A lost first-person Pokémon browser game has been found and restored

Did You Know Gaming? has come a long way. Once a blog full of Facebook-tier image macros about questionable videogame trivia, now it's a YouTube empire with a focus on videogame history and preservation. DYKG's latest project involved the resurrection of a lost Pokémon browser game called Pokémon 2000 Adventure, which has now been uploaded to the Internet Archive.

Originally created as a tie-in for the second Pokémon movie, Pokémon 2000 Adventure was the work of Cyberworld, a company making browser-based 3D environments as promotional tools—letting users wander around in first-person recreations of scenes from movies, comics, and so on. Hired by Warner Bros. to help market Pokémon: The Movie 2000, Cyberworld went above and beyond, making a fondly remembered though short-lived game where you chose from three teams of Pokémon with different abilities you could use to solve puzzles across three explorable islands.

With its 3D world populated with 2D sprites, Pokémon 2000 Adventure resembled late-90s shooters. It was a real and actual videogame, and that turned out to be its downfall. After racking up around a million downloads over the course of a month, it was shut down by Nintendo.

As Eddie Ruminski, a programmer at Cyberworld who worked on Pokémon 2000 Adventure, explained in DYKG's video, "Nintendo freaked and they immediately hit us with a cease and desist." Having expected a modest interactive webtour rather than a videogame, Nintendo was concerned about brand confusion between Cyberworld's creation and the official product. "It was the greatest compliment," Ruminski said. "Via cease and desist, saying, 'Sorry, what you made was too much like a good videogame.'"

Thanks to Ruminski providing the files and archivists rufus10 and DoomTay getting them working, Pokémon 2000 Adventure is playable again today. You can download it from the Internet Archive in a package that also includes design docs and storyboards, as well as the raw files and demos of other Cyberworld games. If you played it at the time, I imagine firing up Pokémon 2000 Adventure today will be a potent hit of nostalgia—a Proustian rush only with Moltres and Articuno instead of madeleine cake.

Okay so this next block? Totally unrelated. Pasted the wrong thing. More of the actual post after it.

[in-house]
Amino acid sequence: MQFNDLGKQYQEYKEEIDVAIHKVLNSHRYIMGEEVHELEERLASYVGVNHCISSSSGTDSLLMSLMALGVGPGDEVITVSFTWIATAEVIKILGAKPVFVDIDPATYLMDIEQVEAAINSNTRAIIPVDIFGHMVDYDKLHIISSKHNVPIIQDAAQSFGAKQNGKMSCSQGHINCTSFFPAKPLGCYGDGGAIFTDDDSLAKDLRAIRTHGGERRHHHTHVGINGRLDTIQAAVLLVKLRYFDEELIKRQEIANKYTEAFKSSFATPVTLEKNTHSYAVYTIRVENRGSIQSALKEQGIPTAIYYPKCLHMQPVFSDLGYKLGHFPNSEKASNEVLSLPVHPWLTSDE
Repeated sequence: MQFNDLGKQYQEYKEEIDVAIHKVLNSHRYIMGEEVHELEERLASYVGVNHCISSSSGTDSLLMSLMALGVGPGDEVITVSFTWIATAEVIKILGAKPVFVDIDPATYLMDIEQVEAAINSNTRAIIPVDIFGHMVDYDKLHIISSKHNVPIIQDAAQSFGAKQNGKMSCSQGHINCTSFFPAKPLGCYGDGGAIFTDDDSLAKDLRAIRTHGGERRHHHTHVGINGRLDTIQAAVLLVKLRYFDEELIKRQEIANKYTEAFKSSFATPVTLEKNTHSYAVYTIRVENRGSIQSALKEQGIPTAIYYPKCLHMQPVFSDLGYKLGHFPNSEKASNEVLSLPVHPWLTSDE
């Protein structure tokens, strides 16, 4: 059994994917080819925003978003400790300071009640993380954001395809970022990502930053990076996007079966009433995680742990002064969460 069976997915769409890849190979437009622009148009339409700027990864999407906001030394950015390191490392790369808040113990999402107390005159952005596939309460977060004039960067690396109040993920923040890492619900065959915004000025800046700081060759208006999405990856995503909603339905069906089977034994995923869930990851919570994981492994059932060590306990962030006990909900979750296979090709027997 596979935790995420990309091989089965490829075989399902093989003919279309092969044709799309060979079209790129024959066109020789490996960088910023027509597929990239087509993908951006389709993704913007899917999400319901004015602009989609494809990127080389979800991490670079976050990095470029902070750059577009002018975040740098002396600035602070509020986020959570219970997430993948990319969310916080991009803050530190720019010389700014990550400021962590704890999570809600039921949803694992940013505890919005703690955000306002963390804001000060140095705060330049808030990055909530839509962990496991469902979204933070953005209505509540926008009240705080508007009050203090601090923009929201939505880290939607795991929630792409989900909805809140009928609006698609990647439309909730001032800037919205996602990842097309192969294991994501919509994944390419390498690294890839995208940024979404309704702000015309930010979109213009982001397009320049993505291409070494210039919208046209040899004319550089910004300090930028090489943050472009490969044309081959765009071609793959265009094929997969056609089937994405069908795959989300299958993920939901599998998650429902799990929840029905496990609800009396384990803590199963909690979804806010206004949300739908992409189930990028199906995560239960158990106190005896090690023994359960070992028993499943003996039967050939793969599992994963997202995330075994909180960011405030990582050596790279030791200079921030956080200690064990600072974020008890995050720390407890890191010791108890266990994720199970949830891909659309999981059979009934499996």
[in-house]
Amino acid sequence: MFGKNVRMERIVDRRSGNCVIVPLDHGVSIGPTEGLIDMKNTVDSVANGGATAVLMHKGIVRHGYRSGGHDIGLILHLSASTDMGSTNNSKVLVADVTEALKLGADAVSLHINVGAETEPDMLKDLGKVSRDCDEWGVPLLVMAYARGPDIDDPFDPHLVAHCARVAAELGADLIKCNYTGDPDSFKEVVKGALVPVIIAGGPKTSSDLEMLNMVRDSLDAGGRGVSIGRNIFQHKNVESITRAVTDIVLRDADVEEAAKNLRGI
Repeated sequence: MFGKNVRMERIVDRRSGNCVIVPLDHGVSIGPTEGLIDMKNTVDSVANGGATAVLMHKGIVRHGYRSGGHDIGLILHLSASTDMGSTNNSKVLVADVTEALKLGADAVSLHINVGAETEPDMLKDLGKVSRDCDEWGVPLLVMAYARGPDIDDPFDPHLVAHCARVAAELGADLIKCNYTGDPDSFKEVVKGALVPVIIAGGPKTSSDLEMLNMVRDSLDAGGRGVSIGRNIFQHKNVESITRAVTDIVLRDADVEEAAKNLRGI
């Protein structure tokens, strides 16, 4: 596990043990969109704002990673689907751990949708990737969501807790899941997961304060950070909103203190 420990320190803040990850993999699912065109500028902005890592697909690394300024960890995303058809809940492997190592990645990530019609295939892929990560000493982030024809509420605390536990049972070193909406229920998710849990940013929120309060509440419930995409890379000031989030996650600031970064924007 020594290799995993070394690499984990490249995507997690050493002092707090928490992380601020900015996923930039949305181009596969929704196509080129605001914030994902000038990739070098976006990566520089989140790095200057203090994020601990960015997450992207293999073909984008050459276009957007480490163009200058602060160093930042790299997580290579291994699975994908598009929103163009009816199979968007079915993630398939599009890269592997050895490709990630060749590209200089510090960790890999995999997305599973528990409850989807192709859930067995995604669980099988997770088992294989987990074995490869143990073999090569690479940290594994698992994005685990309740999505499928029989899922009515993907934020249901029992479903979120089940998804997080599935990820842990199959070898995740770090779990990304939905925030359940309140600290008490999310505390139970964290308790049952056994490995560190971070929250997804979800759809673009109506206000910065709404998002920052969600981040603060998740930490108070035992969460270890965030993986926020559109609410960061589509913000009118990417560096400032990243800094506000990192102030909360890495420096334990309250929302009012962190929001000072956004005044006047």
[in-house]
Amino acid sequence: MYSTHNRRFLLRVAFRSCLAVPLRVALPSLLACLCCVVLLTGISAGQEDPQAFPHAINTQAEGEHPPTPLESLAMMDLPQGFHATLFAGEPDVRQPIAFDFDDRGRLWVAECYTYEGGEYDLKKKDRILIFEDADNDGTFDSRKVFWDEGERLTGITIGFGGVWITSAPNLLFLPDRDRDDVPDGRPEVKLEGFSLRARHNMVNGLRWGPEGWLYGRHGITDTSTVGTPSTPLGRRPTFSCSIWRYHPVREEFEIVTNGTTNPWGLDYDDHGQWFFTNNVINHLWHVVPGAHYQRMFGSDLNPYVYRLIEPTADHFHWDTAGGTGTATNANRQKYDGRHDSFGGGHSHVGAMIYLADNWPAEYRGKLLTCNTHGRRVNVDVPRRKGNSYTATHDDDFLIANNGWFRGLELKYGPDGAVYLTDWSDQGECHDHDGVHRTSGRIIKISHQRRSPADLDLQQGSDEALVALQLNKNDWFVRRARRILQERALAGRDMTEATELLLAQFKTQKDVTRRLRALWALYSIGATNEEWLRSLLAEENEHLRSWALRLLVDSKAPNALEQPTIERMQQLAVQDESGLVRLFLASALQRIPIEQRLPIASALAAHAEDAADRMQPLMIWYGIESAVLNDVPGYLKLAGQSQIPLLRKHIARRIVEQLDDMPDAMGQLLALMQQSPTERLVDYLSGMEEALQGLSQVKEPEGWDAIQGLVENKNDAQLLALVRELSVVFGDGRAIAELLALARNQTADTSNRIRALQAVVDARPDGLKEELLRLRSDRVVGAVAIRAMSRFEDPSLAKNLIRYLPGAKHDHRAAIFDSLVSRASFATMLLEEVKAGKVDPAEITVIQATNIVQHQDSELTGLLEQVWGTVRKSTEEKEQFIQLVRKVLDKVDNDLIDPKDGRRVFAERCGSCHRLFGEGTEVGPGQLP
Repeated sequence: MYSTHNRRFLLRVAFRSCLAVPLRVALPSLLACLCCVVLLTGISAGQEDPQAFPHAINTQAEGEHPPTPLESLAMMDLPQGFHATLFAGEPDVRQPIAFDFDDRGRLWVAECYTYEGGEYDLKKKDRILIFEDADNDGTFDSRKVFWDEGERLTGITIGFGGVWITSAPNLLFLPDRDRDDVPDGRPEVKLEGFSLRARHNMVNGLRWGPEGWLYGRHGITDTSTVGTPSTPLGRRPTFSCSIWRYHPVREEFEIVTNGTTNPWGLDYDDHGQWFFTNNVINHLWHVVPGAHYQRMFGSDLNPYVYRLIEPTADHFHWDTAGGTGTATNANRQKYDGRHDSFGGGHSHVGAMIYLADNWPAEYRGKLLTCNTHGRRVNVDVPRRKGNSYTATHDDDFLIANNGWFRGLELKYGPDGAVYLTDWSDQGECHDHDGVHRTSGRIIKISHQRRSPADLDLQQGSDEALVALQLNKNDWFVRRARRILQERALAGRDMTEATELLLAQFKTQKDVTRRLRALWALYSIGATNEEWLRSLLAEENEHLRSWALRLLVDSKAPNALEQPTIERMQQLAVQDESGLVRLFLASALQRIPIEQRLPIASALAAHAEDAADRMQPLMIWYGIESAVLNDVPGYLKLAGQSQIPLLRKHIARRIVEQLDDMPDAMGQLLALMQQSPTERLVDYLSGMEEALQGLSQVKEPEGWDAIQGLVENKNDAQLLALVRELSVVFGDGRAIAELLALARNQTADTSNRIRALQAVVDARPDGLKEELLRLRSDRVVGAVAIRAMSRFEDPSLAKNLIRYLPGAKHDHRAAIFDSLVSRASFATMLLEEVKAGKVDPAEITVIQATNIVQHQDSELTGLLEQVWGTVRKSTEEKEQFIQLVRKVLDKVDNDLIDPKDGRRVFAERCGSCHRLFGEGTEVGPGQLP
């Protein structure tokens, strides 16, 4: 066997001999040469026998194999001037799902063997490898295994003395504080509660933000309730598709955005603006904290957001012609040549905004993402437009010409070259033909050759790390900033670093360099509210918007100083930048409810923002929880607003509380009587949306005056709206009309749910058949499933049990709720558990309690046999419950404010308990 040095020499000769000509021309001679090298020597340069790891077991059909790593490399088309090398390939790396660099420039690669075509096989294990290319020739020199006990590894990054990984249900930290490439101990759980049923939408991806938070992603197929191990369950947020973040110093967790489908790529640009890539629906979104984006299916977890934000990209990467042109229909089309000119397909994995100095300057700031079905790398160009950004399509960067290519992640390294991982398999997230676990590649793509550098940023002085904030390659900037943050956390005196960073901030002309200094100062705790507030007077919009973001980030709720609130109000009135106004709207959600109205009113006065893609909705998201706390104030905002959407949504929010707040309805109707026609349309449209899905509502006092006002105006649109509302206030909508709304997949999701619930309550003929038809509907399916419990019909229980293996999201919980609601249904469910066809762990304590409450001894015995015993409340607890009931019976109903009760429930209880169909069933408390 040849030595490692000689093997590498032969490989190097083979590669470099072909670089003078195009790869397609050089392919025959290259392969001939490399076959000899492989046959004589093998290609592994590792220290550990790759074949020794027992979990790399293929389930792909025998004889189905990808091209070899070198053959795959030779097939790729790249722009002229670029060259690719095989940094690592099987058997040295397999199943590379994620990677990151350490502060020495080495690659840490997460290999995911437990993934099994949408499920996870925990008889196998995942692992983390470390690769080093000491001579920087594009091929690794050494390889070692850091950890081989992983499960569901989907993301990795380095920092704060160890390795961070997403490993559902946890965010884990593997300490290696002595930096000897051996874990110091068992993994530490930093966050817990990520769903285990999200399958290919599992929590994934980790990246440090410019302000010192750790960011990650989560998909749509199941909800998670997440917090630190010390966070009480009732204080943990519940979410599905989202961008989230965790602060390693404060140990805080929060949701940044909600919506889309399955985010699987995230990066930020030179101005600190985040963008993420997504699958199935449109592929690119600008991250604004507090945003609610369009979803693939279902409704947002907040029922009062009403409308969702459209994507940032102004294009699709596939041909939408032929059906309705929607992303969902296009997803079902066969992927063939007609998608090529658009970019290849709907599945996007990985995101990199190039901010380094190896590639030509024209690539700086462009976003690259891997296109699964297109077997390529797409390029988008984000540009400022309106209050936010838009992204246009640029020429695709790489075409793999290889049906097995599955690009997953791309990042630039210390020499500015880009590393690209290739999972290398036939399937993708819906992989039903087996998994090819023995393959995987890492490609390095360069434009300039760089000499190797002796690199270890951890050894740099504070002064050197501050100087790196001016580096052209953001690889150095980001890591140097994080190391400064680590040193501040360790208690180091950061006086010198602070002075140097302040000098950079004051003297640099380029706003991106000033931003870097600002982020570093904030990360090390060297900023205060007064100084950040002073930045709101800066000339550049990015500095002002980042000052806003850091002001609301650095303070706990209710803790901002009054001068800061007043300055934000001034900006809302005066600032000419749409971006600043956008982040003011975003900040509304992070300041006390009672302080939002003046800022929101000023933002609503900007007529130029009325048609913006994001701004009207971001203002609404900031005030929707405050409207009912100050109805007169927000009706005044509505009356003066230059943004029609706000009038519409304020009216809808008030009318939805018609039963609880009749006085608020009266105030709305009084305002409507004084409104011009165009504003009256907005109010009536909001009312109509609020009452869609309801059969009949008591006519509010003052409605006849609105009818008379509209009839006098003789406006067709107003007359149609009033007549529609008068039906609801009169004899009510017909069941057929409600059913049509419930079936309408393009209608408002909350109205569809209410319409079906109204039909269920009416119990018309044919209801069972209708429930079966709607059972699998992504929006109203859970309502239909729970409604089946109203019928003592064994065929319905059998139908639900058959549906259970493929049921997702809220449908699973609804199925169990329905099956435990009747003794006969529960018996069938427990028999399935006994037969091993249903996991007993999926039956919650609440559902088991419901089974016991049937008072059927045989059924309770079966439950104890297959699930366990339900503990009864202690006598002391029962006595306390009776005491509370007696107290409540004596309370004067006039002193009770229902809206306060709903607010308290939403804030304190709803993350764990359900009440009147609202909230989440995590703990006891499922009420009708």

Though none of the monster trainers on PC have taken off in quite the same way as Pokémon, the series has found a home on our platform of choice thanks to emulation and randomizers, which add to their replayability, and then there's the whole history of weird bootleg Pokemon games on PC

Jody Macgregor
Weekend/AU Editor

Jody's first computer was a Commodore 64, so he remembers having to use a code wheel to play Pool of Radiance. A former music journalist who interviewed everyone from Giorgio Moroder to Trent Reznor, Jody also co-hosted Australia's first radio show about videogames, Zed Games. He's written for Rock Paper Shotgun, The Big Issue, GamesRadar, Zam, Glixel, Five Out of Ten Magazine, and Playboy.com, whose cheques with the bunny logo made for fun conversations at the bank. Jody's first article for PC Gamer was about the audio of Alien Isolation, published in 2015, and since then he's written about why Silent Hill belongs on PC, why Recettear: An Item Shop's Tale is the best fantasy shopkeeper tycoon game, and how weird Lost Ark can get. Jody edited PC Gamer Indie from 2017 to 2018, and he eventually lived up to his promise to play every Warhammer videogame.